The Pool Cue Shaft
The pool cue shaft is the narrow, less-decorated end of the pool cue that holds the cue tip. This is the end of the stick that slides through the bridge hand when aiming for a shot.
Pool stick shafts, as well as the rest of the cue, are often made of rock maple - a hard, dense wood that is ideal for cue stick construction. Cue sticks are also made of other materials such as fiberglass or graphite.
There are several parts to the average cue shaft. The joint at one end usually contains the threaded hole that mates with the threaded pin of the butt end.
At the other end of the shaft, the ferrule is attached, usually with glue, but sometimes threaded on. And the cue tip is glued onto the ferrule at the very end of the shaft.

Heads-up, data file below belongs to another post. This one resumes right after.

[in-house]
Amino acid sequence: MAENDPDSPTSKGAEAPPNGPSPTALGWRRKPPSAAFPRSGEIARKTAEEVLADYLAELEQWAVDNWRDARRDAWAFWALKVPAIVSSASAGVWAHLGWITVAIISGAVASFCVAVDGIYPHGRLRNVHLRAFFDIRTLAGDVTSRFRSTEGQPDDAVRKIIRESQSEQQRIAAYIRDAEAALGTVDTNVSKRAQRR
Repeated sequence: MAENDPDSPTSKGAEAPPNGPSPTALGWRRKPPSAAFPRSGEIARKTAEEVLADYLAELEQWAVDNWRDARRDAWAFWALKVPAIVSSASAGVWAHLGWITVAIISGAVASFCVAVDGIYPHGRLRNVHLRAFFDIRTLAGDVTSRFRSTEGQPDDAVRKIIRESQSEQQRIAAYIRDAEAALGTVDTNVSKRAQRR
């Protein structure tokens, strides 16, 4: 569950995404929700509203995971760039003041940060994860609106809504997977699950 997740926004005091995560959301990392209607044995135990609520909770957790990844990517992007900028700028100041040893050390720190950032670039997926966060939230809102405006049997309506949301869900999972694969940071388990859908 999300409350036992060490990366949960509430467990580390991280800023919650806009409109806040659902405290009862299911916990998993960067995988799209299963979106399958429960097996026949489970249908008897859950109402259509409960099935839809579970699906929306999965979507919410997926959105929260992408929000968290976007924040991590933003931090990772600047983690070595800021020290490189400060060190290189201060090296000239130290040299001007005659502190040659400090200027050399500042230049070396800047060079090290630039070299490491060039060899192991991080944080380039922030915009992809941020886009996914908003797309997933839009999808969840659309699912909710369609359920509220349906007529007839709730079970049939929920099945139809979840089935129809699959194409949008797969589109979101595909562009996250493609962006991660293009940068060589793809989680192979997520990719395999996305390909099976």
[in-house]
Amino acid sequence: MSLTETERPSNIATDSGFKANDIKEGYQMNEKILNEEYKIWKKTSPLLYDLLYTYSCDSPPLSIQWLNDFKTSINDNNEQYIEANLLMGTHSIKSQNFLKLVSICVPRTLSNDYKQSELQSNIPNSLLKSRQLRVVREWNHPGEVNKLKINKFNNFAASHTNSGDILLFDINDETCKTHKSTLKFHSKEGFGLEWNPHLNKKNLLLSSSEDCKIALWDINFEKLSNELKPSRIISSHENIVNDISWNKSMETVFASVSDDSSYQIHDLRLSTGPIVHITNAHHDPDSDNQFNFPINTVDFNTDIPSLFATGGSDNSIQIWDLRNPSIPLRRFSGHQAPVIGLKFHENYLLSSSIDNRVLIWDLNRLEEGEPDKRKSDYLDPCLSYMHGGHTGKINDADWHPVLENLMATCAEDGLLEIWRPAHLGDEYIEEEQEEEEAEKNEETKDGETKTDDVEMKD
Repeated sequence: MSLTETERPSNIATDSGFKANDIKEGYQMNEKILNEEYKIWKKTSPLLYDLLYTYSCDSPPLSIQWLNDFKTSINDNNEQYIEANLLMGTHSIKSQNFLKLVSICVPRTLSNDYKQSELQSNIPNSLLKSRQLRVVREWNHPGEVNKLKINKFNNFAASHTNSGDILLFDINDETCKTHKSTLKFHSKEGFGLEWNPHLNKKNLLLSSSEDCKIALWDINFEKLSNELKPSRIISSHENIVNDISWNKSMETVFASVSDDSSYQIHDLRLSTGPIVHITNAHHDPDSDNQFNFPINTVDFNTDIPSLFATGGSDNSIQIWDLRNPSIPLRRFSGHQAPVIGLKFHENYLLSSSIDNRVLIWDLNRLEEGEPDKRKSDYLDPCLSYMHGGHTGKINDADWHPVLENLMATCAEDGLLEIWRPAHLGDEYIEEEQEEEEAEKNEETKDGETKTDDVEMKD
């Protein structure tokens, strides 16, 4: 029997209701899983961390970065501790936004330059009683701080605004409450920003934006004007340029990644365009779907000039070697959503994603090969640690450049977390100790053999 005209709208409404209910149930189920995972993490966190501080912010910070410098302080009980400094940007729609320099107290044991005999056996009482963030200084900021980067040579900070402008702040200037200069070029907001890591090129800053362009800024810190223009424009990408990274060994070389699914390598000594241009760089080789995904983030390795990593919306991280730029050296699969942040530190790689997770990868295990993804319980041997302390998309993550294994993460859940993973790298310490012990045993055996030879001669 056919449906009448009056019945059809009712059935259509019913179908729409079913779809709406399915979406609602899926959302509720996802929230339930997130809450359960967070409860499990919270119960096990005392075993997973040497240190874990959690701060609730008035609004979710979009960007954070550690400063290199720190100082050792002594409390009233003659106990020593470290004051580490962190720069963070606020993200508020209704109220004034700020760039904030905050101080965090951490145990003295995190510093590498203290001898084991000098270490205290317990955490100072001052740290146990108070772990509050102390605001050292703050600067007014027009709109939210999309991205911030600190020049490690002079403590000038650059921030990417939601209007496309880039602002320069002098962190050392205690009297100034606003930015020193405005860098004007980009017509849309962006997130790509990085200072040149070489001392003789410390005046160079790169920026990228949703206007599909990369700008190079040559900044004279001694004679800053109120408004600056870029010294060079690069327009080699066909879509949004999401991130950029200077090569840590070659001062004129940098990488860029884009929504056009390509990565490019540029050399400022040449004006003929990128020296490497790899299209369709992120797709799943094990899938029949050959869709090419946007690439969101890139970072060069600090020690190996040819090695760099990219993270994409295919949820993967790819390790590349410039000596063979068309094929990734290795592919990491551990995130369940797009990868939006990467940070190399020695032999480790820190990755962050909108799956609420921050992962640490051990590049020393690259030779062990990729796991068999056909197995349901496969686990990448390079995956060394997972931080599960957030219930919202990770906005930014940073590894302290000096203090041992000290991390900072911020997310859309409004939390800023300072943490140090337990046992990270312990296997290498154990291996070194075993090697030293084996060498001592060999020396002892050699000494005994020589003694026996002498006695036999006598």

There are two types of taper to the cue shaft. The European or straight taper gradually and evenly increases diameter from the tip to the butt end. The Pro taper maintains the same diameter 12 to 14 inches from the tip down the shaft, and then gradually increases diameter from there to the butt.
It is important that the shaft be very slick so that it slides smoothly through the fingers when stroking. Some players use hand chalk to lessen the friction, while others prefer a pool glove. Moisture from the hands will raise the grain of the wood and cause binding, so the shaft should be kept as dry as possible.
There are accessories that help keep the shaft smooth, such as shaft polishers and very fine grained sandpaper. Another kind of smoother uses a scotchbrite-type material to remove imperfections from the shaft.
To avoid bending the shaft of a pool cue, it should not be left leaning against a wall. Always place it in a proper rack, or disassemble the cue and store it properly when not using it.
The pool cue shaft is the most fragile part of the cue stick. Treat it with care and you will get many years of quality pool playing from your pool cue.
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